This is part one of three posts I’m sharing in observance of the National Eating Disorder Association (NEDA) awareness week, February 21-27, 2016.
My guess is that somewhere around 70% of dietitians and nutritionists have a personal story to tell about eating disorders. I’m not saying every registered dietitian (RD) has had an eating disorder (ED), but chances are if we didn’t, we’re close to someone who did. That’s powerful, and that’s a big chunk of us — a guess, but I put it out there because I doubt I’m far off. Chances are it has shaped our career path, usually for the best. According to the NEDA website, “20 million women and 10 million men suffer from a clinically significant eating disorder at some point in their life.” And that’s just in the States! 30 million people. And while the word “suffer” sounds strong, that’s exactly what happens. It’s a widely misunderstood struggle.
My other guess is that maybe half of us (dietitians) are honestly speaking up. I’ve toed the line, but mostly stayed safely on the “not speaking up” side. I mean, how often do you hear a Doctor admit he/she used to smoke? Or meet the investment banker who admits he/she was 25K in credit card debt right after college? (Quite a feat, given those cheap bar tabs that we’ll never see again.) It’s not easy to share our past or present demons, much less with the risk of hypocrisy and putting credibility on the line. But it is easy to see that when we’re honest, it matters.
When we share the stories that reveal our human nature and have taught us important things, people can relate. That’s a moment when change can happen. Real talk may be just what you need to hear, bringing not only awareness to the reality of eating disorders but also hope to the healing process that can begin anytime you’re ready.
Real talk: there are a lot of eating disorders that go undiagnosed, that disguise themselves as “healthy eating” in overdrive, and I know first-hand exactly what that looks and feels like.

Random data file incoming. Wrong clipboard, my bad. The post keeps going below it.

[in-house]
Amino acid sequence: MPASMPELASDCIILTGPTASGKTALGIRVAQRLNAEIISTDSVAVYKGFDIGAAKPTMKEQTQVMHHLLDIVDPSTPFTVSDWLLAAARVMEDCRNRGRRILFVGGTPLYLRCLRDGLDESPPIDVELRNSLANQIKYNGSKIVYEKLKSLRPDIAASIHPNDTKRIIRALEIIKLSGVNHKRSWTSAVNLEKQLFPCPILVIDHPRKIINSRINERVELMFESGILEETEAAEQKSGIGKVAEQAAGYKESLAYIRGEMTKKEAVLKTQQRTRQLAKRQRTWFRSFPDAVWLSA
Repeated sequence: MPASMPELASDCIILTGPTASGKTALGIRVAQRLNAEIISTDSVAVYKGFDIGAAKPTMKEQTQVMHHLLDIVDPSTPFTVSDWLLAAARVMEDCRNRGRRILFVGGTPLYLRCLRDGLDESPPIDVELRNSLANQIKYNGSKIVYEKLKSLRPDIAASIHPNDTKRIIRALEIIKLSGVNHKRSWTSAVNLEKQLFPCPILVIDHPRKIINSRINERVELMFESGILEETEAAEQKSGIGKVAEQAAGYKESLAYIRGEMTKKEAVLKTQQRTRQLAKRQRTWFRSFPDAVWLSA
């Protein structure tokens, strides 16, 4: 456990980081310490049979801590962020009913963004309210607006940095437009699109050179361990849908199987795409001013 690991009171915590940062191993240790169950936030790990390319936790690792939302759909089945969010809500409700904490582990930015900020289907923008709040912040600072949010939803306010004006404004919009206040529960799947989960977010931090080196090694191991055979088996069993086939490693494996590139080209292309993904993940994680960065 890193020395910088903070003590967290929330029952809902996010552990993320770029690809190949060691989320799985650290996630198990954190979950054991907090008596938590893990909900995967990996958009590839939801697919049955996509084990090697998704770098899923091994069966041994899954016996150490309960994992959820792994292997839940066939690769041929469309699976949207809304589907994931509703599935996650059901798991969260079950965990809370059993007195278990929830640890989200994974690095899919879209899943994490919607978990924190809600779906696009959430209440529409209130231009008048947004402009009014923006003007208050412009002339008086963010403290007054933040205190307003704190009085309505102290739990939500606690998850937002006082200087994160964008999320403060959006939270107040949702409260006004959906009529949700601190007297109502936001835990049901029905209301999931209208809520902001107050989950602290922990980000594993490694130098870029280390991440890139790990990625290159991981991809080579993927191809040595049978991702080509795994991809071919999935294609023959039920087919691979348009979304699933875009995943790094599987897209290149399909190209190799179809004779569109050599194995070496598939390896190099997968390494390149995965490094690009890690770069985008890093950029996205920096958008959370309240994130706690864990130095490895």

Part one: The (Negative) Freshman 15
There’s a name for it now, orthorexia, but if you asked 18-year-old me I’d just say “I eat pretty healthy, most of the time!” What I wouldn’t say: I counted calories, felt a little bit anxious in restaurants, and I exercised in order to see a certain number of “calories burned” on the cardio machines. (The one time a kinesiology professor talked about how inaccurate those calculations are I was like, “Oh NO you di’nt…!”) I would not have told you it was something to be concerned about it.
Wavering between Architecture and Nutrition was really just an internal debate between whether I could handle more math or more science. Little did I know one day I would much prefer writing, but essays were definitely one thing I wanted to avoid. One glance at the Nutrition syllabus had me quickly signing up for a few general credits and architectural theory classes. Chemistry? Uh, no. Not again. Biochemistry? As in a combination of sciences? Not happening. Introduction to Nutrition? Well, that sounds pleasant. I think I can handle that. Sure, let’s go meet Nutrition!
The first few Nutrition classes were a review of things I already knew (thanks to extensive magazine reading), which was not a feeling I had frequently as a college freshman, so damn was it a good one. I also felt a strange pull to know more, which felt like an interest I should pay attention to. I vividly remember our professor lecturing about calories and macronutrients: “One French fry is basically one gram of fat, so if you have ten fries you’ve already had 100 calories!” I remember our food logging exercises. I remember studying outside on the Hub lawn for our exams, thinking “I’m getting some Vitamin D!” and “OMG IT’S NOT RAINING!”
I remember thinking, at one point, that it felt like I was starting to know too much.
If only my brain was mature or aware enough to stop right there. If only I could have recognized where that would lead, and what it might result in. This certainly wasn’t my first step on the disordered eating path, but it felt like the point at which I picked up the pace and started running. Now I had all the knowledge I (thought I) needed to control it. What “it” was would change — calories, weight, intake, output — and that may be the closest thing I would know to addiction.
I came home for the summer at least fifteen pounds lighter than when I left, which wasn’t a good thing. But it would take me a while to admit that…
If any of this sounds familiar, let’s chat. My inbox door is always open.